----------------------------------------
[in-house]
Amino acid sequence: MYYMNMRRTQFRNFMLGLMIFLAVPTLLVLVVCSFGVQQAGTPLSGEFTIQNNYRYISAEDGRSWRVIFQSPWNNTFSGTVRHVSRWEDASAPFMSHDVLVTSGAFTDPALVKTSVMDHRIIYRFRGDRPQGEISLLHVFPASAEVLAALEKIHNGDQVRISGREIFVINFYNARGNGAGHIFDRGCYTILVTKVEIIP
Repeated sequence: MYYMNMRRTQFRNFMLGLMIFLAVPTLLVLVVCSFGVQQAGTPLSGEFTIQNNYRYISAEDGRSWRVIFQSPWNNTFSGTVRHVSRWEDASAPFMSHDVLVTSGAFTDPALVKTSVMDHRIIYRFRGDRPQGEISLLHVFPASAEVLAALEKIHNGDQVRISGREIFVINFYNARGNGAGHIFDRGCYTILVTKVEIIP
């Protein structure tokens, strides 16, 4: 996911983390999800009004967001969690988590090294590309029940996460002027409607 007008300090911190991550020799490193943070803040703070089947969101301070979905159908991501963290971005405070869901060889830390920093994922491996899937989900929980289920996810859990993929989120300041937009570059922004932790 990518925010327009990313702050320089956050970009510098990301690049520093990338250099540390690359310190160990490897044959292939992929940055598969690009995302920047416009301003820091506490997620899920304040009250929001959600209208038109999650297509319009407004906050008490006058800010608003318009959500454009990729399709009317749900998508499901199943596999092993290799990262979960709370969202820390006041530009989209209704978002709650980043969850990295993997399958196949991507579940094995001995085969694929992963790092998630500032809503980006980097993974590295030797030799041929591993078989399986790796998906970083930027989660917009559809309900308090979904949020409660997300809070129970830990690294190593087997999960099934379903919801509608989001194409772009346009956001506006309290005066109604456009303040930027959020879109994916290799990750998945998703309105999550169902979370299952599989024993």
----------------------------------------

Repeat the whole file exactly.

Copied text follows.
[in-house]
Amino acid sequence: MYYMNMRRTQFRNFMLGLMIFLAVPTLLVLVVCSFGVQQAGTPLSGEFTIQNNYRYISAEDGRSWRVIFQSPWNNTFSGTVRHVSRWEDASAPFMSHDVLVTSGAFTDPALVKTSVMDHRIIYRFRGDRPQGEISLLHVFPASAEVLAALEKIHNGDQVRISGREIFVINFYNARGNGAGHIFDRGCYTILVTKVEIIP
Repeated sequence: MYYMNMRRTQFRNFMLGLMIFLAVPTLLVLVVCSFGVQQAGTPLSGEFTIQNNYRYISAEDGRSWRVIFQSPWNNTFSGTVRHVSRWEDASAPFMSHDVLVTSGAFTDPALVKTSVMDHRIIYRFRGDRPQGEISLLHVFPASAEVLAALEKIHNGDQVRISGREIFVINFYNARGNGAGHIFDRGCYTILVTKVEIIP
């Protein structure tokens, strides 16, 4: 996911983390999800009004967001969690988590090294590309029940996460002027409607 007008300090911190991550020799490193943070803040703070089947969101301070979905159908991501963290971005405070869901060889830390920093994922491996899937989900929980289920996810859990993929989120300041937009570059922004932790 990518925010327009990313702050320089956050970009510098990301690049520093990338250099540390690359310190160990490897044959292939992929940055598969690009995302920047416009301003820091506490997620899920304040009250929001959600209208038109999650297509319009407004906050008490006058800010608003318009959500454009990729399709009317749900998508499901199943596999092993290799990262979960709370969202820390006041530009989209209704978002709650980043969850990295993997399958196949991507579940094995001995085969694929992963790092998630500032809503980006980097993974590295030797030799041929591993078989399986790796998906970083930027989660917009559809309900308090979904949020409660997300809070129970830990690294190593087997999960099934379903919801509608989001194409772009346009956001506006309290005066109604456009303040930027959020879109994916290799990750998945998703309105999550169902979370299952599989024993």